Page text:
A healthcare nursing culture with all manner of occupational hazards has one of the toxic variety that comes in two distinct personas: the overt bully and the covert bully. Pick your poison.

As outlined by nursing leader and work culture expert, Renee Thompson, DNP, RN, CMSRN, CEO and president of RTConnections, LLC (www.rtconnections.com), bullying is a major reason 60% of new nurses quit their first job within six months.1

The overt bully commonly displays the following unsavory behavior:

  • verbal criticism or name-calling;
  • intimidation;
  • blaming;
  • ethnic jokes or slurs;
  • finding fault;
  • threatening;
  • physical violence.

As one might expect, covert bullying is a little more insidious, as a seemingly nice and helpful worker attacks the victim through gossip and innuendo. The covert bully has their own distinct cruel practices, including the following:

  • sabotage;
  • withholds information;
  • excludes others;
  • unfair assignments;
  • undermines;
  • downplays accomplishments.

A frequent speaker on such workplace challenges, Thompson gave Hospital Employee Health some common sense advice on how to defuse these difficult situations.

HEH: Do you detect any trends — for better or worse — on this issue of nurse bullying? It’s been a recurrent issue of discussion. Are there any favorable signs of healthcare settings that are successfully addressing this problem? On the other hand, healthcare is under a lot of fiscal pressure so it may be hard to break out of such a culture in a stressful environment.

Thompson: When I speak on this topic, a lot of nurses ask me if there is a higher prevalence of bullying on the East Coast, in the North, West or South, and I always say it is the same everywhere. Though there is no difference in trending from any part of the country, I do see an increase in people reaching out and asking for help in dealing with a bullying situation at work. Almost every day of my life a nurse reaches out to me for help — somebody messages me on Facebook, sends me an email, or contacts my website asking for help. I think we are seeing a trend where it is getting worse: We are seeing increased stress in the hospital setting, especially the acute care setting. They are being asked to do more and more with less and less. We work in stressful environments and the unpredictability of healthcare causes stress. As human beings, none of us are always well-behaved when we are in stressful situations; we tend to lash out at each other. But there is a difference between [bullying and] ‘my patient is coding and I’m freaking out.’ I may say something unprofessional, but that is different from repeated patterns of bullying behavior over time. I do think we are seeing an increased prevalence of bullying, especially in the acute care settings.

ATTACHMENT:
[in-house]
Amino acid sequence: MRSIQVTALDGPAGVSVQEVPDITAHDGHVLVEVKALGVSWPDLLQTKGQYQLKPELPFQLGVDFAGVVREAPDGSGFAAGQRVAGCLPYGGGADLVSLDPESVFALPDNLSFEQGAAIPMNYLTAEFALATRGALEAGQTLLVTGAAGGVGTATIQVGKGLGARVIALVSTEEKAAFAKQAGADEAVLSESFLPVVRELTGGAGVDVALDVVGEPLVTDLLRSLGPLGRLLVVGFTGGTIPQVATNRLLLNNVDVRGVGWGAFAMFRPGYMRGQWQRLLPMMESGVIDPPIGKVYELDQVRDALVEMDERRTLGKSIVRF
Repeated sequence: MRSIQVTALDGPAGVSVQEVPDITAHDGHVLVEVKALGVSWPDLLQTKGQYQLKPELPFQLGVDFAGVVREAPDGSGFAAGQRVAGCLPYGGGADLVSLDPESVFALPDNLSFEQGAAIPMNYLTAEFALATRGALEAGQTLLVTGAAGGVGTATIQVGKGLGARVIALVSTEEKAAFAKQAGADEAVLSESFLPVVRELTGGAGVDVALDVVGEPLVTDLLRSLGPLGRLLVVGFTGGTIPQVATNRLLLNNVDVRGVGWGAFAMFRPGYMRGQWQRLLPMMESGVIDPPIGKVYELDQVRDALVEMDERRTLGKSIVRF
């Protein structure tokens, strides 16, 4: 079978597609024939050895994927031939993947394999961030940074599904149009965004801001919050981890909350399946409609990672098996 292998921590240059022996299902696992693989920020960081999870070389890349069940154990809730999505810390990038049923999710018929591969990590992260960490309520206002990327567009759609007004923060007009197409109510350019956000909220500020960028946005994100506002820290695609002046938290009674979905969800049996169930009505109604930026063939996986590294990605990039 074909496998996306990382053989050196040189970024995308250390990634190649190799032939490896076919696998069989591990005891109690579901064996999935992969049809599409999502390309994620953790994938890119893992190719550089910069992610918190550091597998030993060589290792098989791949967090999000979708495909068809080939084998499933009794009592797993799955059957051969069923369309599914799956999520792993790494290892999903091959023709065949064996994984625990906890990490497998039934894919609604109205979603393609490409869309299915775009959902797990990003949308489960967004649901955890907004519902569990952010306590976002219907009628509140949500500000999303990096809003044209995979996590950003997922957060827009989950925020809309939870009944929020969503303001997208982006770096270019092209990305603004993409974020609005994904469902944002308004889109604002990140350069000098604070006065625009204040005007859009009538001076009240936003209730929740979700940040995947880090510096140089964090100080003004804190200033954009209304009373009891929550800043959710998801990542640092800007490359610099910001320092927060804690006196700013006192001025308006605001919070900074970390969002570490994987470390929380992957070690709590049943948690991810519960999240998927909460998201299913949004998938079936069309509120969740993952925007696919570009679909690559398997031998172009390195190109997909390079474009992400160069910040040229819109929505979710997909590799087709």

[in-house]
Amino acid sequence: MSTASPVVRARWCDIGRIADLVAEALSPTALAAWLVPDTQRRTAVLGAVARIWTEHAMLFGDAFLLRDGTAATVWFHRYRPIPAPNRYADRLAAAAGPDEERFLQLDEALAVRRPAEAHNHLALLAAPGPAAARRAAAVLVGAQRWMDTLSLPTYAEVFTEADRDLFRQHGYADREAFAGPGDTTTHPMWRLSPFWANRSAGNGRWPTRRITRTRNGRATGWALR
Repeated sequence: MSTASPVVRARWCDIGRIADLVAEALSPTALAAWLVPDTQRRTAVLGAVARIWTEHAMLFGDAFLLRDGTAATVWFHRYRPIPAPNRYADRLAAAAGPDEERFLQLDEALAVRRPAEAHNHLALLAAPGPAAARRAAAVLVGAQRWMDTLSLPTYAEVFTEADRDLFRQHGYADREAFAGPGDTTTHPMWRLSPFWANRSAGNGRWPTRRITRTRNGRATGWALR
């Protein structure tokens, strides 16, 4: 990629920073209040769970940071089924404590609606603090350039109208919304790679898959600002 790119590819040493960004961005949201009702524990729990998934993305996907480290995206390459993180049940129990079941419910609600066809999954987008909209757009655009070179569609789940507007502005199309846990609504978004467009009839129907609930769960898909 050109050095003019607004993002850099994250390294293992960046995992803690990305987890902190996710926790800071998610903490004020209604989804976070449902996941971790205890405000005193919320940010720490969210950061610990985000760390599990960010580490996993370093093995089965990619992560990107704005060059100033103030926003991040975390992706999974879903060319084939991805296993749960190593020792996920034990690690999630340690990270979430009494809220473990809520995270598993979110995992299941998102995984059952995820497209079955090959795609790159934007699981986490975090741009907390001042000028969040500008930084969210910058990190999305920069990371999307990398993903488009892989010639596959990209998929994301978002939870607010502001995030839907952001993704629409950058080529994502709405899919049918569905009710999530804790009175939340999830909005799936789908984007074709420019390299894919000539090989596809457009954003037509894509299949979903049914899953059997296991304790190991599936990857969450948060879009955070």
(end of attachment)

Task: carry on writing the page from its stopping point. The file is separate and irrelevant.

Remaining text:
HEH: Can you elaborate a little on “naming the behavior” as a way to disempower bullying? Does openly stating what you are being subjected to change the dynamic, make it “real” and concrete?

Thompson: It makes it clear what the behavior is that might be considered destructive in terms of the [work] environment and even to the point of bullying. Here’s what typically happens: I used to be a unit manager of a very large medical-surgical unit, and some of my employees would come say, ‘She is bullying me or this one is a bully.’ I can’t help you [unless] you help me understand what this person is doing. What is the behavior that makes you think she is bullying you? So for example, naming the behavior makes it very clear. It takes all of the opinion and the emotion out of it.

Something that typically happens is, say you are a new nurse in the middle of the nurses’ station working with an older experienced nurse. You say something or do something that is wrong. The older nurse might say to you in front of other people, “That’s so stupid I can’t believe you made that mistake.” Or, “You are an idiot.” That new nurse — or it can be an experienced nurse, it can be anyone — says, “You just called me an idiot in front of people. You are screaming at me in the middle of the nurses’ station.” It is a reflection back to that person that the behavior is inappropriate. The problem is that these types of behaviors go unchecked. People think, “Uh-oh, she is at it again,” and no one says anything. When we use silence as a strategy, the behaviors escalate. The behaviors continue. Naming it is a simple way of addressing it. For example, “I just saw you role your eyes at me,” or, “When I left here last night you said everything was fine. When I came back, I found out you were talking behind my back.” It’s very objective. It’s very clear.

HEH: Should this be done in front of witnesses or is it more effective in a one-to-one?